2 experts available on the Arctic and how cold regions are responding to warming

William Riley

Bill focuses on modeling terrestrial ecosystems and their interactions with climate and climate change. He has a varied educational background, including degrees in mechanical and aerospace engineering, physics, and civil and environmental engineering. His published work includes development, testing, and application of numerical models that represent soil microbial dynamics, effects of abiotic processes such as mineral surface interactions, nutrient competition between microbes and plants, watershed-scale hydrological and biogeochemical processes, and climate-scale carbon and nutrient cycle processes.


Trevor Keenan

Trevor F. Keenan is a Scientist in the Climate and Ecosystem Sciences Division at Lawrence Berkeley National Laboratory, and an Assistant Professor at the Department of Environmental Science, Policy and Management, UC Berkeley. Prof. Keenan’s interests are centered on understanding the impacts of climate variability and long-term change on terrestrial ecosystem function and land surface dynamics, as well as related feedbacks to the atmosphere through ecosystem carbon cycling and water use. His work combines large ecological data sets (e.g., eddy-covariance, remote sensing), models of ecosystem state and function, and data assimilation/mining tools, with results from in-situ field studies and experiments, to gain a mechanistic understanding of key physical and biological processes. Prof. Keenan uses methods from diverse disciplines, including ecophysiology and biogeochemistry, micrometeorology, atmospheric science, mathematics, statistics and high-performance computing.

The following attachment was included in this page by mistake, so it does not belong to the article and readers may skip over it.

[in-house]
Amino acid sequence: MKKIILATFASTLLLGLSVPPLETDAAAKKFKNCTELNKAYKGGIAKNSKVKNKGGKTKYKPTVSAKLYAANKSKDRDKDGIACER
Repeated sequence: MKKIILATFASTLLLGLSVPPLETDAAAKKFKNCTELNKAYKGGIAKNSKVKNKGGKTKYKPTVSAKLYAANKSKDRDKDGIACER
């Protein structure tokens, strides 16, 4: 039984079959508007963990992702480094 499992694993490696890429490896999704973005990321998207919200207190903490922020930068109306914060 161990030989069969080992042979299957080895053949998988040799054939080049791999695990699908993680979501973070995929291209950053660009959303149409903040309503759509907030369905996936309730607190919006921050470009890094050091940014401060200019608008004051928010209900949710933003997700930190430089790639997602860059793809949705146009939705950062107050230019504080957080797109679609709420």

Berkeley Lab scientists develop technique to better predict how plants in cold regions respond to warming